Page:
|S E A R C H D V D B e a v e r|
(Herrmann Zschoche, 1972)
Review by Gary Tooze
Theatrical: KŁnstlerische Arbeitsgruppe ''Berlin''
Video:VZ-Handelsgesellschaft mbH (Icestorm)
Region: 'B'-locked (as verified by the Oppo Blu-ray player)
Disc Size: 20,886,650,222 bytes
Feature Size: 19,278,815,232 bytes
Video Bitrate: 23.99 Mbps
Case: Standard Blu-ray case
Release date: May 15th, 2017
Aspect ratio: 2.23:1
Resolution: 1080p / 23.976 fps
Video codec: MPEG-4 AVC Video
DTS-HD Master Audio German 3410 kbps 5.1 / 48 kHz / 3410 kbps / 24-bit (DTS Core: 5.1 / 48 kHz / 1509 kbps / 24-bit)
DTS-HD Master Audio German 1997 kbps 2.0 / 48 kHz / 1997 kbps / 24-bit (DTS Core: 2.0 / 48 kHz / 1509 kbps / 24-bit)
• Three interviews - director Herrmann Zschoche, Urlich Illing and Gunter Stockmann (in German no subtitles)
Description: Eight spaceships disappear and the contact with
the main space station is broken interrupted. The only clue
is a complicated Morse code decrypted as “Eolomea”.
Everyone thinks this is a planet, but because of the danger
surrounding the case every flight to the area is forbidden.
A female scientist and a bored pilot takes on the mystery
and travels there to find out what really happen…
Eolomea (1972) is a wackily dysfunctional galaxial mystery, in which scientists pursue the fate of missing space station ships with the help of cute robots...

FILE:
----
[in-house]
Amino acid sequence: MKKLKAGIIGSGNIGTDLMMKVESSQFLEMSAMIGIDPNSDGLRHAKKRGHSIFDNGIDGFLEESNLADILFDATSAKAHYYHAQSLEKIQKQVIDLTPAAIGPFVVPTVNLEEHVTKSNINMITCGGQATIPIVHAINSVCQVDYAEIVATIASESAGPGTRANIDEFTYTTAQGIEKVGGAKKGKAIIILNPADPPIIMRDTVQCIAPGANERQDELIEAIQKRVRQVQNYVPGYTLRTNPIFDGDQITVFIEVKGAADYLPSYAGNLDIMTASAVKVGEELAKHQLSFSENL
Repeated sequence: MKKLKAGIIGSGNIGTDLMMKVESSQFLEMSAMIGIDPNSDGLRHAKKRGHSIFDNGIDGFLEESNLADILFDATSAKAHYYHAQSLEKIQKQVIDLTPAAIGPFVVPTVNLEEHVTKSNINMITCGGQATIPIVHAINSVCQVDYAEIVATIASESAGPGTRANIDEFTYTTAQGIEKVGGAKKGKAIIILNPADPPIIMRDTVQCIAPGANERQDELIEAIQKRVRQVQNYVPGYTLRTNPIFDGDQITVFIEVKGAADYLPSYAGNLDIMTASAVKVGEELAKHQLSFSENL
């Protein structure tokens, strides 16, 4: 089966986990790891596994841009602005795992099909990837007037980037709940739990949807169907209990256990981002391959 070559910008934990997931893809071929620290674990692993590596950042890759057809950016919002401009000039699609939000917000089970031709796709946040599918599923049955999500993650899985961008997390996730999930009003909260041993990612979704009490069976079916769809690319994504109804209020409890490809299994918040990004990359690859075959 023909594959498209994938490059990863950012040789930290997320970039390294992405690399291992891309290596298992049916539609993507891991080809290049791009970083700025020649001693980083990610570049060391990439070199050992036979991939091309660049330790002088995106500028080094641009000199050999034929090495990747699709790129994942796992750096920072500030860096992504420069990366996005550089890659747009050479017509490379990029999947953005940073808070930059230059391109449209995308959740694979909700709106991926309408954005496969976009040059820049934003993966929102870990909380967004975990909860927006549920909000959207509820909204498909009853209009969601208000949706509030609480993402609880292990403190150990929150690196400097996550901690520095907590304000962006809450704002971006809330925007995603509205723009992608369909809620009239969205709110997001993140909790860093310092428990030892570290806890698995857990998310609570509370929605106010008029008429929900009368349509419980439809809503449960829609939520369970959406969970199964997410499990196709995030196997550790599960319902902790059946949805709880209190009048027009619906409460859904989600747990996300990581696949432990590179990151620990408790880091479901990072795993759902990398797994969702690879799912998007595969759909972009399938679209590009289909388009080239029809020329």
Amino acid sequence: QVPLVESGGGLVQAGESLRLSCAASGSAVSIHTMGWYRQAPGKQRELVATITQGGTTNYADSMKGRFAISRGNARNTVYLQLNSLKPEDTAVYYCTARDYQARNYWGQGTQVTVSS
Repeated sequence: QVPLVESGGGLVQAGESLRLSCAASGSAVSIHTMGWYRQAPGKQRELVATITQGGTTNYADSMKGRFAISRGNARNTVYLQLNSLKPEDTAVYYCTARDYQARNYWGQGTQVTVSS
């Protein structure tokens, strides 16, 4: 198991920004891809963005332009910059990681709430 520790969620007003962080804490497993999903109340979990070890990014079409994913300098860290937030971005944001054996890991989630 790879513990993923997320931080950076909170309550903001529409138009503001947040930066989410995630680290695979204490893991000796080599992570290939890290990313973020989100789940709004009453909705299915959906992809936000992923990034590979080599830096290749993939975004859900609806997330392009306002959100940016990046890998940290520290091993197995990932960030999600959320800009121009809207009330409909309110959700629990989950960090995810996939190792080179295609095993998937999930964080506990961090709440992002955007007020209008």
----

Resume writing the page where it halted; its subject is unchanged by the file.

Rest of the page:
Eolomea (1972) offers lots of moments with German astronauts living on outposts deep in space, awash in dry philosophical dialogue, drinking, and existential Solaris-ish flashbacks. It all works to make a communist future in space seem much more than plausible due to the lack of interference of the financial sector that so undermines our own space program, and this lack of financial concern frees the subjects to engage in discourse of a much more philosophical nature than whether funding will be cut off.
Image : NOTE: The below Blu-ray captures were taken directly from the Blu-ray disc.
The Eastern European (East German, Soviet Union, Bulgarian co-production) science-fiction-cum-romance film Eolomea gets a Blu-ray release from, a company called, Icestorm out of Germany. The 'kitch' appeal is very high. The image quality is thin and shows some edge-enhancement and a few vertical scratches (see last captures). It's not overly impinging though and in-motion looks okay exceeding SD. Contrast can flare a bit and detail is modest but colors have some depth (greens notable.) This, unusual ratio 2.23:1, Blu-ray has some appeal beyond the imperfections.
CLICK EACH BLU-RAY CAPTURE TO SEE ALL IMAGES IN FULL 1920X1080 RESOLUTION
We get two audio options - both in German - afairly robust DTS-HD Master 5.1 (bump with no crisp separation) and a similarly encoded 2.0 channel track - and while it exports some depth there is also a hollowness belying the original production. Imperfect but probably a step above the video. The score is by prolific film composer GŁnther Fischer and adds nice support to the more prosaic space sequences. There are optional English subtitles (see sample) and my Oppo has identified it as being a region 'B'-locked.
There are three interviews, including one with the director - but they no in German with no subtitles.
September 15th, 2017